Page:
Depression is a common illness and people suffering from depression need support and treatment
On World Mental Health Day (10 October), WHO has called for an end to the stigmatisation of depression and other mental disorders and for better access to treatment for all people who need it.
Globally, more than 350 million people have depression, a mental disorder that prevents people from functioning well. But because of the stigma that is often still attached to depression, many fail to acknowledge that they are ill and do not seek treatment.
Depression is different from usual mood fluctuations. Depression induces a sustained feeling of sadness for two weeks or more and interferes with the ability to function at work, school or home. Effective treatments include psychosocial treatment and medication. The active involvement of depressed people and those who are close to them in addressing depression is key. The first step is to recognise the depression and reach out for support. The earlier the treatment begins, the more effective it is.
'We have some highly effective treatments for depression. Unfortunately, fewer than half of the people who have depression receive the care they need. In fact in many countries this is less than 10%,' says Dr Shekhar Saxena, Director of the Department for Mental Health and Substance Abuse. 'This is why WHO is supporting countries in fighting stigma as a key activity to increasing access to treatment.'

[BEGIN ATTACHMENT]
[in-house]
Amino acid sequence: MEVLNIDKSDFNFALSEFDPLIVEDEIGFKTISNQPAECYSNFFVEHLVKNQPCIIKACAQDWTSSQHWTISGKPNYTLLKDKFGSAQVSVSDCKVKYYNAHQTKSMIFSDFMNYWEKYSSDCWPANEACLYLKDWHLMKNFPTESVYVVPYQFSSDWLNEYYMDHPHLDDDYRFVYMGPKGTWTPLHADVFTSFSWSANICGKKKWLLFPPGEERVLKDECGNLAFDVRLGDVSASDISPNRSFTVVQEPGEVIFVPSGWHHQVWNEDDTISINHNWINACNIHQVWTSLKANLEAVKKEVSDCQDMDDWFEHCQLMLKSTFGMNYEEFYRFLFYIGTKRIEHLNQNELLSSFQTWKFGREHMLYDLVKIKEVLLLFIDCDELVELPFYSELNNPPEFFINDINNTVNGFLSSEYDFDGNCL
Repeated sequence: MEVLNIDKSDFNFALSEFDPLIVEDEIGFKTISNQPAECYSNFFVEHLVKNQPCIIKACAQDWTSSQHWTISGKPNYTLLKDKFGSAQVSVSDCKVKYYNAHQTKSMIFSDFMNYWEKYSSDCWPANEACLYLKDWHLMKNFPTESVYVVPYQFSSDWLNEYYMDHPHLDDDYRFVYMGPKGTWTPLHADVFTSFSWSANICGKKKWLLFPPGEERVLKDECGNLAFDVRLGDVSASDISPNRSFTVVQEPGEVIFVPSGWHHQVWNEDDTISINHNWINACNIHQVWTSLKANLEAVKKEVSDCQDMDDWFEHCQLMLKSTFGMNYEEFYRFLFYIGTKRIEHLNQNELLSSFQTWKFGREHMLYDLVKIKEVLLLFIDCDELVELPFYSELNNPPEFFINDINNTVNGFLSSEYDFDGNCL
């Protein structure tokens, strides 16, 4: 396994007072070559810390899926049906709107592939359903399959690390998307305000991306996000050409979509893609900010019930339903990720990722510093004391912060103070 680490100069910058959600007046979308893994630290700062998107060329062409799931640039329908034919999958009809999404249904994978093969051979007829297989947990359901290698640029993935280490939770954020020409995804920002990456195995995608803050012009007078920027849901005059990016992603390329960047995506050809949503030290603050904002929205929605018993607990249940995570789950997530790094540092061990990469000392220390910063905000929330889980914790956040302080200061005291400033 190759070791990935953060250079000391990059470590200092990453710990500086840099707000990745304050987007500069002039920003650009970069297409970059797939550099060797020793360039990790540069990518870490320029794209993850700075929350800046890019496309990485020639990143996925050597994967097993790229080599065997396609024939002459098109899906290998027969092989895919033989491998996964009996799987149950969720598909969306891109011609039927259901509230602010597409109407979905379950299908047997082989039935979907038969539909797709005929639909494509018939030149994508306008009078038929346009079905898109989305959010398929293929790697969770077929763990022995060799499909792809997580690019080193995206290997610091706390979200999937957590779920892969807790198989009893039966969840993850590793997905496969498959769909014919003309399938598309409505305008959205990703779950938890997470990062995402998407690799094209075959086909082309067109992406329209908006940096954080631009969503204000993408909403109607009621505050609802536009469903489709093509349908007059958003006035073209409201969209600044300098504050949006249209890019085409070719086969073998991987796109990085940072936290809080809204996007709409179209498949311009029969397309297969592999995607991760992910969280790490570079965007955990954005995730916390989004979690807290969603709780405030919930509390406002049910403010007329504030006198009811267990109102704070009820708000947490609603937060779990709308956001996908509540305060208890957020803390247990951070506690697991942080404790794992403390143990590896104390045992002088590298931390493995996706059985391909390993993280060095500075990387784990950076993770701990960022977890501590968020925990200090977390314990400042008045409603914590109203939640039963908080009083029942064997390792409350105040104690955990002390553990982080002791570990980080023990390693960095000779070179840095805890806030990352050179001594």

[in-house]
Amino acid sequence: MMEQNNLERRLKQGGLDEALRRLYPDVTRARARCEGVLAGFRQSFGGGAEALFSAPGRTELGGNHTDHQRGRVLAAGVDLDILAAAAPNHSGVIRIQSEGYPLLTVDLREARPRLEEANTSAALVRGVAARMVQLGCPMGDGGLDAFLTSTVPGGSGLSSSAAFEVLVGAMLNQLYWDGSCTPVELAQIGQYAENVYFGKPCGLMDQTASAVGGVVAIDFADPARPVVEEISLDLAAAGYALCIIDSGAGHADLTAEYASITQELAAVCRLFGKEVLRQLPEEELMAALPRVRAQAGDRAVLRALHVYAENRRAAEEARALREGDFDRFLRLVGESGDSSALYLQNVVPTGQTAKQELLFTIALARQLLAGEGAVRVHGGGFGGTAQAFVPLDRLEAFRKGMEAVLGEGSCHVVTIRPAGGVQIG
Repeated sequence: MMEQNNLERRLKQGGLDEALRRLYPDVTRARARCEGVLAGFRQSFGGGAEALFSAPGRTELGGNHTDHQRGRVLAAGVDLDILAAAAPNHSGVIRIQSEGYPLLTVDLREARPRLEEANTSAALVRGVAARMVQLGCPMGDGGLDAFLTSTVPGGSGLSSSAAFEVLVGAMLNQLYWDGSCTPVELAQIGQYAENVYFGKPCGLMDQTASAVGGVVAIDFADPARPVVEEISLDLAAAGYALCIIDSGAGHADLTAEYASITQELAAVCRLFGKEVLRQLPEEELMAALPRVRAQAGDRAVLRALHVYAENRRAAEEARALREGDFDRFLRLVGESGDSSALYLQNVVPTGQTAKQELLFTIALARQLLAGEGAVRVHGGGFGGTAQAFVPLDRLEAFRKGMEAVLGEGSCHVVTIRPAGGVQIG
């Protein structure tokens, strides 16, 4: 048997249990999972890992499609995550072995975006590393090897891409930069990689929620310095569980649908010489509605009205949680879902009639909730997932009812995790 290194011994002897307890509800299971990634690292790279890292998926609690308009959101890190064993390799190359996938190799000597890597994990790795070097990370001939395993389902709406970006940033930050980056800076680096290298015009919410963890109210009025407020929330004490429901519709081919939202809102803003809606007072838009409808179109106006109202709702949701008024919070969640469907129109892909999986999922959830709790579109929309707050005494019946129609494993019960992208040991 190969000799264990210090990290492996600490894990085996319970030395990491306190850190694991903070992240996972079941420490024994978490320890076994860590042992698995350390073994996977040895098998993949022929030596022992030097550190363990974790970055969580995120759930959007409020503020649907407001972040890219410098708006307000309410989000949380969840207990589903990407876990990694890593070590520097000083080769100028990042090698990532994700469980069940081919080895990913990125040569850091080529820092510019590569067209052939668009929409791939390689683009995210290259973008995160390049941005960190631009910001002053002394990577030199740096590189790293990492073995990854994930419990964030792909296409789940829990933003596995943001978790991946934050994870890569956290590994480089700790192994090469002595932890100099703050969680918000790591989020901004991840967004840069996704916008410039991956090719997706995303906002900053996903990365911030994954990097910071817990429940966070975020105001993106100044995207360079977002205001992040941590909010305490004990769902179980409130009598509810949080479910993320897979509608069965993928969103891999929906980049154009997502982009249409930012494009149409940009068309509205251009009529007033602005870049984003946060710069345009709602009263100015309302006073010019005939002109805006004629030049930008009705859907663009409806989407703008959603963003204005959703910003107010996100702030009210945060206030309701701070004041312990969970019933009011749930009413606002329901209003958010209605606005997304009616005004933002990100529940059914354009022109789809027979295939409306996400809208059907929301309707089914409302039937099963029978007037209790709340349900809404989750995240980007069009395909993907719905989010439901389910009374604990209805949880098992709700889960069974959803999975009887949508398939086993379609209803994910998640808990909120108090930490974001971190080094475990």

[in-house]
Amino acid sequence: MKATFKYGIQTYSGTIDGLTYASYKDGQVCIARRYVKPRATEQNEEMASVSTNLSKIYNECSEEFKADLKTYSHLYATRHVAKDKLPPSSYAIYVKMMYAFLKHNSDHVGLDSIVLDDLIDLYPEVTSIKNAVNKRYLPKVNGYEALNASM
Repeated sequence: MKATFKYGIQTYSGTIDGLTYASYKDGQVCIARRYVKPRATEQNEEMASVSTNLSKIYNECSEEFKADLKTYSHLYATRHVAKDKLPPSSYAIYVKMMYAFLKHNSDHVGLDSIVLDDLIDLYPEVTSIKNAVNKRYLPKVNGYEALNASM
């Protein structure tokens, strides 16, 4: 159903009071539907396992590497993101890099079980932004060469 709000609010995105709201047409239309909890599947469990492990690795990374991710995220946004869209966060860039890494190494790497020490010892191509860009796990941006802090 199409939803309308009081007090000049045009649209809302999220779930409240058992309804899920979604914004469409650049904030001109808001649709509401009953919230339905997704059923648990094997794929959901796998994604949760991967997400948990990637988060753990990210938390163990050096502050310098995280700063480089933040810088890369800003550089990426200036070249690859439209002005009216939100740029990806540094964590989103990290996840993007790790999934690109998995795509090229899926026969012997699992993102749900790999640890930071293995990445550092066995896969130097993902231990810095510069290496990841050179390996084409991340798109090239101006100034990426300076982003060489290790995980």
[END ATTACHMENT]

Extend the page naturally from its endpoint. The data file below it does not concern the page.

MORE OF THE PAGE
Cultural attitudes and lack of proper understanding of the condition contribute to a reluctance to seek help for depression.
WHO estimates suggest that depression is common in all regions of the world. A recent study supported by WHO revealed that around 5% of people in the community had depression during the last year.
Depression results from a complex interaction of social, psychological and biological factors. There is a relationship between depression and physical health, for example cardiovascular disease can lead to depression and vice versa. Up to one in five women who give birth experience post-partum depression.
In addition, circumstances such as economic pressures, unemployment, disasters, and conflict can also increase the risk of the disorder. At its worst, depression can lead to suicide. Tragically almost one million people commit suicide every year and a large proportion of them had experienced depression.
WHO assists governments in including treatment of depression in their basic health care packages. Through WHO